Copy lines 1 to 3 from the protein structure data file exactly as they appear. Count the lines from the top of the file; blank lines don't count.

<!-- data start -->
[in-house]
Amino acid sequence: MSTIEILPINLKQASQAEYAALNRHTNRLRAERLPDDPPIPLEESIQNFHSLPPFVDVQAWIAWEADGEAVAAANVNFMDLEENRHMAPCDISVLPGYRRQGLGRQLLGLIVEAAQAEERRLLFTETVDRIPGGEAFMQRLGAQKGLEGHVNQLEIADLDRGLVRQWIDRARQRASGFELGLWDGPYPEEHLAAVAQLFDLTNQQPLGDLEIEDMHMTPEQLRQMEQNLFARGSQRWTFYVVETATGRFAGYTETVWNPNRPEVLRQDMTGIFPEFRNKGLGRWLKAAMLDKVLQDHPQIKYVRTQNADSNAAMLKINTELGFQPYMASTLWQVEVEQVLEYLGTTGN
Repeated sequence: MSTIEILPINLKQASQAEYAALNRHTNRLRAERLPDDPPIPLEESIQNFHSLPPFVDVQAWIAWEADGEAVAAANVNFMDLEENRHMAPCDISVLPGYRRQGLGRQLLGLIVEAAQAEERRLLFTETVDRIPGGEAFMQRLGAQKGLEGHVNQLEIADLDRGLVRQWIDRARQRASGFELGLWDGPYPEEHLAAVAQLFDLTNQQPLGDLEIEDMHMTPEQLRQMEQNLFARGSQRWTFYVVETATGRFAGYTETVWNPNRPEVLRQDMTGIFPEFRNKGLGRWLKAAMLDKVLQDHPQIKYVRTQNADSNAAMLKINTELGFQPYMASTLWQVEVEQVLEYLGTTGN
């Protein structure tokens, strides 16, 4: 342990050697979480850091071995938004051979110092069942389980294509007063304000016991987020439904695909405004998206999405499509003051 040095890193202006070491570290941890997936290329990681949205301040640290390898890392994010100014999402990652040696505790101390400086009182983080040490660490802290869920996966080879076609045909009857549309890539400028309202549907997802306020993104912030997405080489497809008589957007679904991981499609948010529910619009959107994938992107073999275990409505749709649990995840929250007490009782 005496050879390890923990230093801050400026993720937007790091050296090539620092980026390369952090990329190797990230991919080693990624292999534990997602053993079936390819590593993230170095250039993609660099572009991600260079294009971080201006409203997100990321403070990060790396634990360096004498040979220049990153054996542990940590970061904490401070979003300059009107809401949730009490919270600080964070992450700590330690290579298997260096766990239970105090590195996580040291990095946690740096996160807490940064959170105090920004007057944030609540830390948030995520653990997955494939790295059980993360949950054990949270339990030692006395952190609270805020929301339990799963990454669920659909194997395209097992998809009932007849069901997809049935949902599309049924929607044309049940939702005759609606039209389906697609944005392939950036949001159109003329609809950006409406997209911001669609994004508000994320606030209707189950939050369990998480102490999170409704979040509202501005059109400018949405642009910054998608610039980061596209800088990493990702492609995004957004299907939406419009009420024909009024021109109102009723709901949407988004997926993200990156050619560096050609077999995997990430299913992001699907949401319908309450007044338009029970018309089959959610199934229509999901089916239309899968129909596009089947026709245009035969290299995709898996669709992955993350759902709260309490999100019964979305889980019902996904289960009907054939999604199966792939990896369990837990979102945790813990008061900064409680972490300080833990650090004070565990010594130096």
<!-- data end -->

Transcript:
[in-house]
Amino acid sequence: MSTIEILPINLKQASQAEYAALNRHTNRLRAERLPDDPPIPLEESIQNFHSLPPFVDVQAWIAWEADGEAVAAANVNFMDLEENRHMAPCDISVLPGYRRQGLGRQLLGLIVEAAQAEERRLLFTETVDRIPGGEAFMQRLGAQKGLEGHVNQLEIADLDRGLVRQWIDRARQRASGFELGLWDGPYPEEHLAAVAQLFDLTNQQPLGDLEIEDMHMTPEQLRQMEQNLFARGSQRWTFYVVETATGRFAGYTETVWNPNRPEVLRQDMTGIFPEFRNKGLGRWLKAAMLDKVLQDHPQIKYVRTQNADSNAAMLKINTELGFQPYMASTLWQVEVEQVLEYLGTTGN
Repeated sequence: MSTIEILPINLKQASQAEYAALNRHTNRLRAERLPDDPPIPLEESIQNFHSLPPFVDVQAWIAWEADGEAVAAANVNFMDLEENRHMAPCDISVLPGYRRQGLGRQLLGLIVEAAQAEERRLLFTETVDRIPGGEAFMQRLGAQKGLEGHVNQLEIADLDRGLVRQWIDRARQRASGFELGLWDGPYPEEHLAAVAQLFDLTNQQPLGDLEIEDMHMTPEQLRQMEQNLFARGSQRWTFYVVETATGRFAGYTETVWNPNRPEVLRQDMTGIFPEFRNKGLGRWLKAAMLDKVLQDHPQIKYVRTQNADSNAAMLKINTELGFQPYMASTLWQVEVEQVLEYLGTTGN